What the Golden Ratio Sounds Like
Tool’s song “Lateralus” from the album of the same name features the Fibonacci sequence symbolically in the verses of the song. The syllables in the first verse count 1, 1, 2, 3, 5, 8, 5, 13, 13, 8, 5, 3. The missing section (2, 1, 1, 2, 3, 5, 8) is later filled in during the second verse. The time signatures of the chorus change from 9/8 to 8/8 to 7/8; as drummer Danny Carey says, “It was originally titled 9-8-7. For the time signatures. Then it turned out that 987 was the 16th number of the Fibonacci sequence. So that was cool.”
Click here for: A Tribute to Tool’s Lateralus album & Its Sacred Geometry
Fibonacci intervals (counting in semitones) in Bartók’s Sonata for Two Pianos and Percussion, 3rd mov. (1937).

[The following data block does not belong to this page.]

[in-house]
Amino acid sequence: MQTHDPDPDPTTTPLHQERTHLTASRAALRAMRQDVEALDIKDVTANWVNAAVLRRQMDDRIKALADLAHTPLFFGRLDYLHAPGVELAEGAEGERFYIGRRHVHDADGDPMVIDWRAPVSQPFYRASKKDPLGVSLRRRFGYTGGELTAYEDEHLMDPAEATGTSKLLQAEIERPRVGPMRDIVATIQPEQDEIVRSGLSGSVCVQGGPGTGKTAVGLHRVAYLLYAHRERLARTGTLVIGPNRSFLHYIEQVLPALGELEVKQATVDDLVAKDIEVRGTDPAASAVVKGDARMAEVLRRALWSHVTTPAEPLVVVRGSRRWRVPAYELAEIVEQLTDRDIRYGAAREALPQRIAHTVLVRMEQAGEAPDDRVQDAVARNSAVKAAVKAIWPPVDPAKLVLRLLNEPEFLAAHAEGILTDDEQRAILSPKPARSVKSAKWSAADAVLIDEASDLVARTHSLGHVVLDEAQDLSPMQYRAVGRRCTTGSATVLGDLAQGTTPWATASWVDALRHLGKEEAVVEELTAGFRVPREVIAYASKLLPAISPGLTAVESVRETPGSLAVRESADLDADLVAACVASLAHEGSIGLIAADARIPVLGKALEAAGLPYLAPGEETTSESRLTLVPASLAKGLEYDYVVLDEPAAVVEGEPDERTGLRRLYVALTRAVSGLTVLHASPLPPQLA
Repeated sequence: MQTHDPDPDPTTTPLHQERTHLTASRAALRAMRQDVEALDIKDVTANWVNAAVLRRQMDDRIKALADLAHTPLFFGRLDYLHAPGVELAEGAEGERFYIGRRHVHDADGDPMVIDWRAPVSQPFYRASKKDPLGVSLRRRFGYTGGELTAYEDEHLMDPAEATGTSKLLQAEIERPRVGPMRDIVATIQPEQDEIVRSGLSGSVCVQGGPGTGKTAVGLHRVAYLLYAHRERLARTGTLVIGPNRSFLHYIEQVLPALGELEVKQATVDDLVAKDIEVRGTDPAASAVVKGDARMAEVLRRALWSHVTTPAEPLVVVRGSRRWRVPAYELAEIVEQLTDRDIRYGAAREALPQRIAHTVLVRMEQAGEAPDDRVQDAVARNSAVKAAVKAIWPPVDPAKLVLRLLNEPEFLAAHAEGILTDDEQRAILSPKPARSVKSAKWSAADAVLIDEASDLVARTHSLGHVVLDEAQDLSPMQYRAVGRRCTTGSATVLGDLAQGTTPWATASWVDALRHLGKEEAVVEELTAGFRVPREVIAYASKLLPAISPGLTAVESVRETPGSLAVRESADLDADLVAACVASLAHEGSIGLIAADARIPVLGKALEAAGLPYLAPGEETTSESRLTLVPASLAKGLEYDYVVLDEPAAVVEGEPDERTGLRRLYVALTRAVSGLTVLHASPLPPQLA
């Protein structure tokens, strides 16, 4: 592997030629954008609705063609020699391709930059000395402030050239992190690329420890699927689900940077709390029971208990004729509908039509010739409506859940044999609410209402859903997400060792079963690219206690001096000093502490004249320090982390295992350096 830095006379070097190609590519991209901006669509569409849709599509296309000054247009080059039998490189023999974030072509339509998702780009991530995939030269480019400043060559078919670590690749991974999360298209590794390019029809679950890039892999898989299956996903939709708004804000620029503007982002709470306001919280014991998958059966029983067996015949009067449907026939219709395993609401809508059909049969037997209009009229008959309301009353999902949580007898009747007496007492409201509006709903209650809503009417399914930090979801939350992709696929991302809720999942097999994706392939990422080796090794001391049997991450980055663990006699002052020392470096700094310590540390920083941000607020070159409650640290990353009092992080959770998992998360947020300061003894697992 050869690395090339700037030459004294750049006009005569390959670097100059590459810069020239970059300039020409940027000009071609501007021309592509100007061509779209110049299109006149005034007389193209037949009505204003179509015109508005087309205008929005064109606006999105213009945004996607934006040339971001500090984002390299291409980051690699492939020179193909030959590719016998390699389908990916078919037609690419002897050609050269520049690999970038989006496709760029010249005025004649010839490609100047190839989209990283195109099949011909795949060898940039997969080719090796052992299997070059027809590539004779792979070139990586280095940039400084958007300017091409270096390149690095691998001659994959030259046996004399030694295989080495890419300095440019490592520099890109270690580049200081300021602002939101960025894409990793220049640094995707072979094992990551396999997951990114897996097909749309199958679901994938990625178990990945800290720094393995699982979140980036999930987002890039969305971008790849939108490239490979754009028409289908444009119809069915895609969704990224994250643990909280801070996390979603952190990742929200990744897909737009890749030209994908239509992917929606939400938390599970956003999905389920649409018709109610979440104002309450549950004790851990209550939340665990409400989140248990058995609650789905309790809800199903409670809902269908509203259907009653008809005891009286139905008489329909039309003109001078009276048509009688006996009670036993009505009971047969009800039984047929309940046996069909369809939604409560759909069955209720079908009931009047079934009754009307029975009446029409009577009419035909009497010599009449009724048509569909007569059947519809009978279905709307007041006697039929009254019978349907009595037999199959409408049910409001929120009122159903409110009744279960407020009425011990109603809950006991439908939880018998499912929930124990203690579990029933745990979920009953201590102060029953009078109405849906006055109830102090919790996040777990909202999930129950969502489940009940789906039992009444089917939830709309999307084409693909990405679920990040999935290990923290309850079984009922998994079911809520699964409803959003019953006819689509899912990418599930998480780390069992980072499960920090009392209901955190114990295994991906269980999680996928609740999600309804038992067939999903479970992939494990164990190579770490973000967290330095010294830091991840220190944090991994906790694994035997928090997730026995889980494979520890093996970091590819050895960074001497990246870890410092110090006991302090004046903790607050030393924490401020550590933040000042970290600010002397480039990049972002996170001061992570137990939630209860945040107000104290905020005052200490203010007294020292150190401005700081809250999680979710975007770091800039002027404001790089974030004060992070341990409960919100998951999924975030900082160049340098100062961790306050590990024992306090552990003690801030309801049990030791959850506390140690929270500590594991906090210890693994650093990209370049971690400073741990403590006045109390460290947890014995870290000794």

Ernő Lendvaï analyzes Béla Bartók’s works as being based on two opposing systems, that of the golden ratio and the acoustic scale. In the third movement of Bartok’s Music for Strings, Percussion and Celesta, the opening xylophone passage uses Fibonacci rhythm as such: 1:1:2:3:5:8:5:3:2:1:1.
The Fibonacci numbers are also apparent in the organisation of the sections in the music of Debussy’s Image, Reflections in Water, in which the sequence of keys is marked out by the intervals 34, 21, 13 and 8.
Polish composer Krzysztof Meyer structured the values in his Trio for clarinet, cello and piano according to the Fibonacci sequence.
American musician BT also recorded a song titled “Fibonacci Sequence”. The narrator in the song goes through all the numbers of the sequence from 1 to 21 (0 is not mentioned). The track appeared on a limited edition version of his 1999 album Movement in Still Life, and is also featured on the second disc of the Global Underground 013: Ibiza compilation mixed by Sasha.